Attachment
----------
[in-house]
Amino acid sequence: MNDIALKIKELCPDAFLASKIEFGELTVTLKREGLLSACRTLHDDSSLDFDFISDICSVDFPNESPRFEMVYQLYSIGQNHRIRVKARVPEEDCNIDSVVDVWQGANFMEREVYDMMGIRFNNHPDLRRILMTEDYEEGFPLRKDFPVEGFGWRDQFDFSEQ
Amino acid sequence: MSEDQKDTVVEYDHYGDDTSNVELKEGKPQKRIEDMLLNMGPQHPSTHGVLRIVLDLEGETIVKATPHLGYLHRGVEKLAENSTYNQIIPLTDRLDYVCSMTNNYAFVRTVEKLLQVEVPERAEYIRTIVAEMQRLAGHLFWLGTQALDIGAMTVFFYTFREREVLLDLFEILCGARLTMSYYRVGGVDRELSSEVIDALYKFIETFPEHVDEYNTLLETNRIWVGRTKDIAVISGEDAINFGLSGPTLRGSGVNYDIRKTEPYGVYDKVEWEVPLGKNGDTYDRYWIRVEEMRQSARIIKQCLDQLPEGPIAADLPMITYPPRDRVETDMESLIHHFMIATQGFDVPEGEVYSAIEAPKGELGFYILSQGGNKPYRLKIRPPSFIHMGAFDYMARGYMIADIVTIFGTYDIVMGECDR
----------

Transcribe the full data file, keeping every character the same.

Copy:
[in-house]
Amino acid sequence: MNDIALKIKELCPDAFLASKIEFGELTVTLKREGLLSACRTLHDDSSLDFDFISDICSVDFPNESPRFEMVYQLYSIGQNHRIRVKARVPEEDCNIDSVVDVWQGANFMEREVYDMMGIRFNNHPDLRRILMTEDYEEGFPLRKDFPVEGFGWRDQFDFSEQ
Amino acid sequence: MSEDQKDTVVEYDHYGDDTSNVELKEGKPQKRIEDMLLNMGPQHPSTHGVLRIVLDLEGETIVKATPHLGYLHRGVEKLAENSTYNQIIPLTDRLDYVCSMTNNYAFVRTVEKLLQVEVPERAEYIRTIVAEMQRLAGHLFWLGTQALDIGAMTVFFYTFREREVLLDLFEILCGARLTMSYYRVGGVDRELSSEVIDALYKFIETFPEHVDEYNTLLETNRIWVGRTKDIAVISGEDAINFGLSGPTLRGSGVNYDIRKTEPYGVYDKVEWEVPLGKNGDTYDRYWIRVEEMRQSARIIKQCLDQLPEGPIAADLPMITYPPRDRVETDMESLIHHFMIATQGFDVPEGEVYSAIEAPKGELGFYILSQGGNKPYRLKIRPPSFIHMGAFDYMARGYMIADIVTIFGTYDIVMGECDR